On Saturday, William and I went to the Computer History Museum that is close to our house (like a 5 minute drive). It was FREE which is hard to beat. They had this cool replica of a machine imagined by Charles Babbage back in the 1800s and so they recreated it using his plans. It basically was a away to automatically get the derivatives of up to a seventh degree polynomial. We saw a video about how it was developed and how it functioned, but we had sadly missed the last demonstration for the day ;-( They had some exhibits detailing some of the old computer developments and how they had changed over time (I wish they had explained more about the how each one was actually different- eg, function- rather than just giving the historical facts).
They had a special exhibit about the development of computer chess and how a computer was able to actually beat a chess world champion back in 1997. The underlying processes are actually just calculating basic probabilities and options in moves- just at a super fast rate. The programmers also tested the program with other chess masters before hand to learn about even more options for moves. They also showed excerpts from the match where we were able to see the stress on the world champion's face.

They have another room containing "visible storage" of many of the old computers (like the HUGE ones that were first developed) and some of the different style monitors and also older calculators. They had an indepth tour that we chose to skip (which was a good thing) because it spent over an hour in this one room- which would have been way too long for us, even a computer nerd like William!). Again, the major complaint is that they don't really understand how these basic machines worked- I had to ask William to tell me the differences from today's computer and some of the basic premises behind them. It is crazy to think that this was how huge the computers used to be.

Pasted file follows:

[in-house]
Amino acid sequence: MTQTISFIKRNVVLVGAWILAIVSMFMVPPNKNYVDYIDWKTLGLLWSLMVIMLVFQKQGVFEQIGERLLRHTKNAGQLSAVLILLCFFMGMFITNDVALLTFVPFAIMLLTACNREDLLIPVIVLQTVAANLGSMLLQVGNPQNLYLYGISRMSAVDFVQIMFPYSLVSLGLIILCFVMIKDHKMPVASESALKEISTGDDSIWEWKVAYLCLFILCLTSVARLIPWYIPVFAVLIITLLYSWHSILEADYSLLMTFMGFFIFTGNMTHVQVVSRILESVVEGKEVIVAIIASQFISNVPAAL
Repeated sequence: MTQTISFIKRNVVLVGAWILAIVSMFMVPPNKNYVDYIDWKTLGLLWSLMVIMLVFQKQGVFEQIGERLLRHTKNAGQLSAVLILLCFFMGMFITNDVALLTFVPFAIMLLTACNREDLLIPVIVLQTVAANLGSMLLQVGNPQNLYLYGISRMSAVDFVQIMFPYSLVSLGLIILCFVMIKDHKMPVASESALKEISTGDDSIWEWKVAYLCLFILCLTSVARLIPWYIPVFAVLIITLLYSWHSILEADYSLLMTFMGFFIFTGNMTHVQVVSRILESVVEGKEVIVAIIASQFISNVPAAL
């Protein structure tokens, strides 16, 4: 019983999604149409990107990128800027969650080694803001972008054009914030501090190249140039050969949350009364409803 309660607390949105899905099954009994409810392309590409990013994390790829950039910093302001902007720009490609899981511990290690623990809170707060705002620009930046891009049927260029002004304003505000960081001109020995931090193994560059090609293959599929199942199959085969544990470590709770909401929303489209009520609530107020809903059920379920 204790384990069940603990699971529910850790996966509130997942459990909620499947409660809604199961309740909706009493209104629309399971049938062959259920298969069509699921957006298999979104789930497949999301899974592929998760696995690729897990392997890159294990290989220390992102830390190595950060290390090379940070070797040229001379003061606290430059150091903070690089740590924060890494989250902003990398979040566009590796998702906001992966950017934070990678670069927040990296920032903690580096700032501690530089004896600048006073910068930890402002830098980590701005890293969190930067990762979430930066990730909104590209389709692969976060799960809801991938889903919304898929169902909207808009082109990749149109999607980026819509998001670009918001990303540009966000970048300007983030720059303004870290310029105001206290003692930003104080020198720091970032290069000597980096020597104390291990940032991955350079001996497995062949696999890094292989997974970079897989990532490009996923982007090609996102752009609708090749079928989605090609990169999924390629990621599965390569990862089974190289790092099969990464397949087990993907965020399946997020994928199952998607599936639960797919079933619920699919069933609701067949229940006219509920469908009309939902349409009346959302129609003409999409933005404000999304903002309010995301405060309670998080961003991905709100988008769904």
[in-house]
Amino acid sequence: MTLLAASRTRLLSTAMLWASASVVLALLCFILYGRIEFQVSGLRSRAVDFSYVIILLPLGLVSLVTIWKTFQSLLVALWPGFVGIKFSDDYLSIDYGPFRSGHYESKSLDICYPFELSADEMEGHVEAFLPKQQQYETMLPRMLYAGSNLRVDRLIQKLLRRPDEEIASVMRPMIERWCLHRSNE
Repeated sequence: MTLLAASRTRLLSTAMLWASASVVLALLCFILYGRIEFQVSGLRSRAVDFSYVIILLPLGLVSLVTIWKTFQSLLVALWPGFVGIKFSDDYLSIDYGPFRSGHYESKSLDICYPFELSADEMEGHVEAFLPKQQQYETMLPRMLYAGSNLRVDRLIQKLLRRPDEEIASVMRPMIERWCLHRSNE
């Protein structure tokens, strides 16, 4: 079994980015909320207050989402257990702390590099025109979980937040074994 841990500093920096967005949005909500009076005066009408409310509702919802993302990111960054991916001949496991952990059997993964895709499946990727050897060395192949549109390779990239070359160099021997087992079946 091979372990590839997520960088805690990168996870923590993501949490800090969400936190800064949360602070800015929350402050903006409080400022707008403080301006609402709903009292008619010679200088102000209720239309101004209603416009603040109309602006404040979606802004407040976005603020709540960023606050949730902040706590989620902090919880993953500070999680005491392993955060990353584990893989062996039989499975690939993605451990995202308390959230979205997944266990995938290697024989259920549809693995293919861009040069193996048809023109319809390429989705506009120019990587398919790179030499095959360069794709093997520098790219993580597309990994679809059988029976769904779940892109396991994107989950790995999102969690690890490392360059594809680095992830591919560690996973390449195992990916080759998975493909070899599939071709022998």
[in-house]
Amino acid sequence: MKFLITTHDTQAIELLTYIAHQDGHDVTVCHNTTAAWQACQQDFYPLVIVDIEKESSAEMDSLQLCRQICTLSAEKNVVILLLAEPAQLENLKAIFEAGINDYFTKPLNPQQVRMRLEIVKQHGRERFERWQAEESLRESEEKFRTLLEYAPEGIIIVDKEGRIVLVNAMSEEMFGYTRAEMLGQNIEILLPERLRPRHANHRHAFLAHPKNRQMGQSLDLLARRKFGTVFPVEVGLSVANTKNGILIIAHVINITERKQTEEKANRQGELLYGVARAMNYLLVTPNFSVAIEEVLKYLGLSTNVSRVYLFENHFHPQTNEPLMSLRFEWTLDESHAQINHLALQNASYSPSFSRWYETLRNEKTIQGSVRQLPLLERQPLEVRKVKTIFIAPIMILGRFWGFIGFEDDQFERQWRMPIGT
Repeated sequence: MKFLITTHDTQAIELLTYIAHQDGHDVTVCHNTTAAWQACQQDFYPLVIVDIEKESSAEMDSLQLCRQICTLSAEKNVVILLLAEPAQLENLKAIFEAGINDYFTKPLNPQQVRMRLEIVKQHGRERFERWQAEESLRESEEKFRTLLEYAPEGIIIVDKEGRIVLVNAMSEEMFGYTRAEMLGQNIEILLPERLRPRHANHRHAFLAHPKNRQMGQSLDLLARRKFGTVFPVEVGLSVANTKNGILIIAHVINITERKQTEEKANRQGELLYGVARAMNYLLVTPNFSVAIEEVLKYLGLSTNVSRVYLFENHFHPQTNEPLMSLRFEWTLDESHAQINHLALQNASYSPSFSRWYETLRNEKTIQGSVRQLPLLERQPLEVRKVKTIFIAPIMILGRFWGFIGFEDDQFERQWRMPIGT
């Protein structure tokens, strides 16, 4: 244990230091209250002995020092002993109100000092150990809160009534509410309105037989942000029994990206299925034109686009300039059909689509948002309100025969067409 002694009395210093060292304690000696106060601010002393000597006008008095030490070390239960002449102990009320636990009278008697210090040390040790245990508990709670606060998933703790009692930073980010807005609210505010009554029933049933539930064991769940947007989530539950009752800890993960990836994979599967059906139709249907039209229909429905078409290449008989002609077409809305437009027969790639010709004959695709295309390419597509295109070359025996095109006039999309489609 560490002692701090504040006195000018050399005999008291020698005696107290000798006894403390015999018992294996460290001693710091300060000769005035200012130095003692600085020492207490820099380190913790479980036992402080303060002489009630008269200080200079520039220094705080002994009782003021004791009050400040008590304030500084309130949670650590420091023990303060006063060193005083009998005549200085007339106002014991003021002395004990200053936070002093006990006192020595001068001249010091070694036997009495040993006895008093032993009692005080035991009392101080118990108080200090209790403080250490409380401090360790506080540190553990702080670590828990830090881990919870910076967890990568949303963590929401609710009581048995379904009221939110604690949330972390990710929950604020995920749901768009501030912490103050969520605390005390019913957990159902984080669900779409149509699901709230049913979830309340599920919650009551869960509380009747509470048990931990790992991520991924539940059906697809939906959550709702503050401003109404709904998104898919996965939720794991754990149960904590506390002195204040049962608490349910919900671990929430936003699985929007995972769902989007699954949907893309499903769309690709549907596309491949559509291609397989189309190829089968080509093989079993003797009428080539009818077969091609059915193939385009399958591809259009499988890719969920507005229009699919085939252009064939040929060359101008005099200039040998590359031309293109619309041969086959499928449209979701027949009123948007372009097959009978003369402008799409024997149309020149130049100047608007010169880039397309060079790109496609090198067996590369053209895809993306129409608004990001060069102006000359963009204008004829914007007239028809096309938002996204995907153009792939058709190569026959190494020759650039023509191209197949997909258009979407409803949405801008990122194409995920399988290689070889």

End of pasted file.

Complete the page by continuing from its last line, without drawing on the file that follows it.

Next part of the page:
We might come back another time to have one of the shorter 1/2 visible storage tours and to see the machine in action but are happy that it is FREE.

4th of July

Even though William and I have been "together" for 2 fourth of July's, this was the first one that we spent together. The first year we were dating he was in CA doing his internship and I was in Boston and last year when we were married but I had to be in Boston for my course and my dissertation proposal and William had to be to work at Google. So it was nice for both of us to be together on one of my favorite holidays.

I have loved the fourth of July all growing up. It was such a special time that we would spend with my cousins down in Richfield where we would watch the parade in front of the Days Inn hotel and run for the candy and following the Coke trucks for blocks in a futile attempt to get a free soda. We would then swim at the Days Inn pool and have lunch there (the salad bar). Next, we would head up to the Greenwood's cabin at Fish Lake and play monopoly, go to the lodge, "hike", and sometimes ride horses.

But, my true appreciation for the 4th came after I lived in Boston. I missed the 4th of July my first year in Boston and I watched it on tv and was just bawling because I missed out. And then I made sure that I never missed it again because it became my FAVORITE time of the year. It brings to heart just how important our country is. (I will be doing another post detailing all of the great events).

So, this year, I was looking forward to having a new experience here in San Francisco but I saw this NOVA special on "Fireworks" and it featured Boston and it just made me miss it even more. I admit that I was tearful at the thought of missing out on this. Fortunately, I have the sweetest husband in the world who helped make this day special in a different way.

We went to our ward's pancake breakfast in the morning and it was super fun to be able to visit with so many of our friends. The weather was looking very cloudy and dreary but it fortunately cleared up by the time we left.